It’s no secret that I’ve been stuck on writing this book for a couple of months, because I feel like I wrote myself into a corner. I’ve been scratching my head while struggling to figure out what went wrong. Here are three methods I found by scouring the internet in my desperation for ways to beat writer’s block.
I got into this problem by asking “what should come next?” I had thought at some point in the story, my characters might get engaged, or develop feelings for each other. Because I hadn’t thought through the path to get there, I was just stuck on the idea of “yeah they get together.” So, I jumped the gun and forced an engagement on they way too soon in the story.
Here are the methods I used to work through a writer’s block and giving myself options again.
1. Ask “What could go wrong?” not “What should come next?”
This is great because it shifts your perspective and motivation, not from telling a series of events, but putting your character into situations they have to solve / fix / escape / etc. Take a step back by answering the following questions:
- What actions/decisions just occurred?
- What could go wrong because of those actions/decisions?
- What’s the worst thing that could go wrong of the list of things that could go wrong? <– Write that one
This is best done on pen and paper, or maybe sticky notes, so you don’t get attached to ideas. The point is to come up with terrible things that come out of actions and decisions taken by your characters, and whichever one is worst, or which moves the story forward, pick that one.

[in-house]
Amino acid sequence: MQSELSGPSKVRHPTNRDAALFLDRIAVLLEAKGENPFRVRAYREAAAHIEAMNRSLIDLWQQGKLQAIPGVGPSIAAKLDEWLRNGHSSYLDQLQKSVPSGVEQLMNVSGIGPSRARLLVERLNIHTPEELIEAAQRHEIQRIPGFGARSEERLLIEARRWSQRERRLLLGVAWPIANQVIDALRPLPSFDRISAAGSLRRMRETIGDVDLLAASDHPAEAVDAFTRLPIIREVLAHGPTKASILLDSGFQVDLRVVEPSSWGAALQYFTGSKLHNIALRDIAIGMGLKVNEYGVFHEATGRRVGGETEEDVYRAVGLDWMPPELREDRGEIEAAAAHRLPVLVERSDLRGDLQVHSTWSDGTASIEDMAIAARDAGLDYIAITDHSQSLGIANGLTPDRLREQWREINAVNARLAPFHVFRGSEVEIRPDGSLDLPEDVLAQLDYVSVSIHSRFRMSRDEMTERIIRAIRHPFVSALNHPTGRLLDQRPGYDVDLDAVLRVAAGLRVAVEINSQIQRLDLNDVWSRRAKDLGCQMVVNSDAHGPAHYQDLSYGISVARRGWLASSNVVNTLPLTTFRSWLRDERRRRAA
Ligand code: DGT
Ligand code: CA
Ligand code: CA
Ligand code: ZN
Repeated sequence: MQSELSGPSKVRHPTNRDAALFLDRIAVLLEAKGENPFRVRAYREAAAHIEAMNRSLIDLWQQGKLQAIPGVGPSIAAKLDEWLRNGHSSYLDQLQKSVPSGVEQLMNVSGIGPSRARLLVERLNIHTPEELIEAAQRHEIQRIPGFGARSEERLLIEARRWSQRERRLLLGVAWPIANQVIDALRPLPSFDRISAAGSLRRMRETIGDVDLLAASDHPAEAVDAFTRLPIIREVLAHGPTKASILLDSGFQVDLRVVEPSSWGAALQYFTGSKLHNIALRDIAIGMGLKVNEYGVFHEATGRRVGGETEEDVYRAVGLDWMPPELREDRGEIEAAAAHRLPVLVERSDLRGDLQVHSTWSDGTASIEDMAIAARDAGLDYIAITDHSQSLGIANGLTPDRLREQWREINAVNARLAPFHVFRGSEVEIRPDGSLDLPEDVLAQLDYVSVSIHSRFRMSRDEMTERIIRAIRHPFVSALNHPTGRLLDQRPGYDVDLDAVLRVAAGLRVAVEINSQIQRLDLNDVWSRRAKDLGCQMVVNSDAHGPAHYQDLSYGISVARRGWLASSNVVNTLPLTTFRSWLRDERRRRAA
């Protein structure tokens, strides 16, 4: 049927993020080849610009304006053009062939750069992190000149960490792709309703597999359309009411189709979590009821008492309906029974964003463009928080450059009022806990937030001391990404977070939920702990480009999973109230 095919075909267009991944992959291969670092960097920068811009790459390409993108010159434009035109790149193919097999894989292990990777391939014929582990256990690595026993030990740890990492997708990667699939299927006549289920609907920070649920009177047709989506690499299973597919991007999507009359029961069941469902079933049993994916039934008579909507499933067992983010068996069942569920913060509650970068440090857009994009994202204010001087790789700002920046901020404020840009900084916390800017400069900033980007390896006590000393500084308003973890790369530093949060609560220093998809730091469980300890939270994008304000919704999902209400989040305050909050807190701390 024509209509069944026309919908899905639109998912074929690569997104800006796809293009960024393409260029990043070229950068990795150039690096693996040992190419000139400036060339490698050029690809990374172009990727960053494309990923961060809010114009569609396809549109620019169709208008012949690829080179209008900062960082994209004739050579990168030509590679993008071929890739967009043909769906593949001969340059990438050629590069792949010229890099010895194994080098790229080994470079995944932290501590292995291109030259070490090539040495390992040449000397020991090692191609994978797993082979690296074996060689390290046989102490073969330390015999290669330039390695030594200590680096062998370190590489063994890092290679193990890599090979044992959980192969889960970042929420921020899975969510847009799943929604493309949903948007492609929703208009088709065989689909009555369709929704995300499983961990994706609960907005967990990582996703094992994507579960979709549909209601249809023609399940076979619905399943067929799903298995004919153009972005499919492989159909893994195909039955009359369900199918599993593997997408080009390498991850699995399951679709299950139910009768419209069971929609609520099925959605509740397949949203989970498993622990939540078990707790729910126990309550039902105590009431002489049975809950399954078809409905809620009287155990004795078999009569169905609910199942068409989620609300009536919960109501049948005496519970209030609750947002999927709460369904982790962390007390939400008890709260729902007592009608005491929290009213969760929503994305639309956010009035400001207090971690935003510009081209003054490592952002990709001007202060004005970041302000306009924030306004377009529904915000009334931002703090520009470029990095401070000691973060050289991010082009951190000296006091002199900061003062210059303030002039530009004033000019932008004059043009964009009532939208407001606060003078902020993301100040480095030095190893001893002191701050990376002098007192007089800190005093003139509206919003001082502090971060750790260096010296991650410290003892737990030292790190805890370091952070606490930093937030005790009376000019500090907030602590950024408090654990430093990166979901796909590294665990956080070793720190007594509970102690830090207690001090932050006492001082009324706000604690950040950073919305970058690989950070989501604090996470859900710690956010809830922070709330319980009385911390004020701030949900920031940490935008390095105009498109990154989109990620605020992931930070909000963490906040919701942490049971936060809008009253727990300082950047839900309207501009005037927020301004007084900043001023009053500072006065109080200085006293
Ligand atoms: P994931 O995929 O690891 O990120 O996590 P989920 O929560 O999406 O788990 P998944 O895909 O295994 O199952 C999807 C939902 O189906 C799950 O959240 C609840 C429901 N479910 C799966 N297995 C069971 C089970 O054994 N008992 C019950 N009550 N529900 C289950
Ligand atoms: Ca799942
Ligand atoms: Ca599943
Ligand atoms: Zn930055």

I like this method because it forced me to stop thinking “how do I get to the next chapter” and instead focus on “what just happened? how does that affect things?” It makes the story feel logical, but at the same time, forced me to brainstorm in a way I’m not used to. Great exercise, and now I have a list of things I could use later in the book.
2. Build Your Plot as Cause-Effect
I’m a pantser trying to be a plotter, and let me tell you, it’s a tough transition. Rather than using a typical outline like you’re used to seeing in school, follow this structure, which I’m borrowing from Janice Hardy (seriously, her blog archives are a treasure trove):
- Goal/action BUT conflict/constraint AND SO action/decision
Again, this is best done in paper so you can scribble and scratch things out, but you could also do this on your computer/tablet if you want to.
I began writing in a table format, one column for Goal/Action/Decision and one for Conflict/Constraint, but that just felt weird to me. Writing this in a sentence format was super helpful for me, though.
3. Research Your Way Out
Historical fiction writers get to use this more than other genres, I think, but it’s useful. If you’re not sure where to go, research what was happening that day in your town, or the attitudes of the era, medical procedures, etc. I’m using online scans of local newspapers from the era to know what’s happening in the world around them. This world is affecting my characters, and it’s important I know when to bring that information into the story. Similarly, since one of my characters is sick, we’ll need to see a doctor or some medically-inclined person, so I had to research whether such a person existed in the town at that time, and what sort of knowledge they’d have. This will help me raise the stakes… what is the character sick with? How will the doctor respond? Will the character infect others? What does that do to their personal goals?
The internet, books, historical societies, online repositories, etc.
I tend to turn to research when I’m stuck, but in this case, it didn’t help me because I’d written myself in a corner. The result of using these three techniques are that I’m rewriting parts of chapters seven and eight so that I’m set up properly for chapter nine.
What techniques have you read about that have helped you get rid of writer’s block?